A strange bit of synchronicity occurred last night. I finished reading the excellent Carter Family biography "Will You Miss Me When I'm Gone" only to discover that yesterday happened to be the 29th anniversary of Maybelle Carter's passing.
I don't think it is much of a secret to regular readers of this blog that I have nothing but the greatest admiration for the Original Carter Family in general and Maybelle Carter in particular.
So in honor of the memory of Mother Maybelle, I'm posting this incredible clip of Maybelle and her cousin/sister-in-law, Sara Carter playing what appears to be an impromptu version of "Cannonball Blues" outside on some breezy summer day.
It's probably from 1966, the year that Johnny Cash, Maybelle's son-in-law, convinced his record company to record a Sara and Maybelle record called "Historic Reunion." They spent the summer touring and even performed at the Newport Folk Festival, allowing them to reclaim their rightful place in the history of folk music after having been absorbed into country music since the early '50s.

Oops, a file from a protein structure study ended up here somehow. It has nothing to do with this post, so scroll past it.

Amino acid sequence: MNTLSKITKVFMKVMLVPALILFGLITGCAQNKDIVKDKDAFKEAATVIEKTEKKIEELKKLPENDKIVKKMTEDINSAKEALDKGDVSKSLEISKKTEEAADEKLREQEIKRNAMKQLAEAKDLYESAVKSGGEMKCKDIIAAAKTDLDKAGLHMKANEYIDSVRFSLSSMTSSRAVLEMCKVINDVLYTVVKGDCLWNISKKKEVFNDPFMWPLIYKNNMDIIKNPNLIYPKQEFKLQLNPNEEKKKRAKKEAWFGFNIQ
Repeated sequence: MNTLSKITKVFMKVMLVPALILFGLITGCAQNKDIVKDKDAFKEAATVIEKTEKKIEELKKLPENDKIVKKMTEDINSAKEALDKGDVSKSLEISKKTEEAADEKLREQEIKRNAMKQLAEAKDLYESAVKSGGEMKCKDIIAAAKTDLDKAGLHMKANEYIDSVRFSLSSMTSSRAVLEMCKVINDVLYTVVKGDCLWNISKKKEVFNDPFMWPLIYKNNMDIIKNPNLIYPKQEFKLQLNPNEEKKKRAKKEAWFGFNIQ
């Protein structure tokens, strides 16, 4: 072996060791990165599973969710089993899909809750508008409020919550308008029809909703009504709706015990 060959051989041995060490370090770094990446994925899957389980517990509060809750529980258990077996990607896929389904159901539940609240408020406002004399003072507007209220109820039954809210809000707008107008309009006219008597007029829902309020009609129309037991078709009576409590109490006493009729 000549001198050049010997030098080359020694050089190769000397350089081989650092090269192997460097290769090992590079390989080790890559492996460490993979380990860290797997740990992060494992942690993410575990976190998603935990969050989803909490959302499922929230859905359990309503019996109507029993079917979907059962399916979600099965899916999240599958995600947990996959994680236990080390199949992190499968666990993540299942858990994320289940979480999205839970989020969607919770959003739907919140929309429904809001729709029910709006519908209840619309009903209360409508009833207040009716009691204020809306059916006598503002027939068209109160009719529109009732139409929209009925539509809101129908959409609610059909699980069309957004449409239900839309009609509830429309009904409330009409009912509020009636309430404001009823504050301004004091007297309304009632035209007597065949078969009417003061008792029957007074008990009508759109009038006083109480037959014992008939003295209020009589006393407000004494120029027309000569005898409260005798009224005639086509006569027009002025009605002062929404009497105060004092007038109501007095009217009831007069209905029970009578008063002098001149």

It's an amazing clip. The song itself, is generally attributed to AP Carter and Lesley "Esley" Riddle. It seems to have been one of the songs they found on their legendary song collecting expeditions through the rural south.
Even though the sound quality is a bit off, you can hear Maybelle's guitar picking in the style that became known as the "Carter Scratch"--making the guitar the lead instrument by playing rhythm and melody at the same time. Previously in mountain music, the lead melodies were generally carried by by fiddles. The best fiddlers were the kings southern mountain music. Maybelle's picking on Carter Family recordings were perceived as something new and extraordinary. In her humble way, she just called it "the old thumb and finger style."
In the clip, Sara thumps along on her autoharp and as in the old days sings the lead. It's impossible for me to not tap my foot and bob my head listening to this minute and half of historic music.
When you hear a highly rhythmic song like this one--it doesn't take a lot of imagination to think about how some of the kids who's parents bought their records or listened to them on the radio during the Depression and War years grew up to invent Rock and Roll.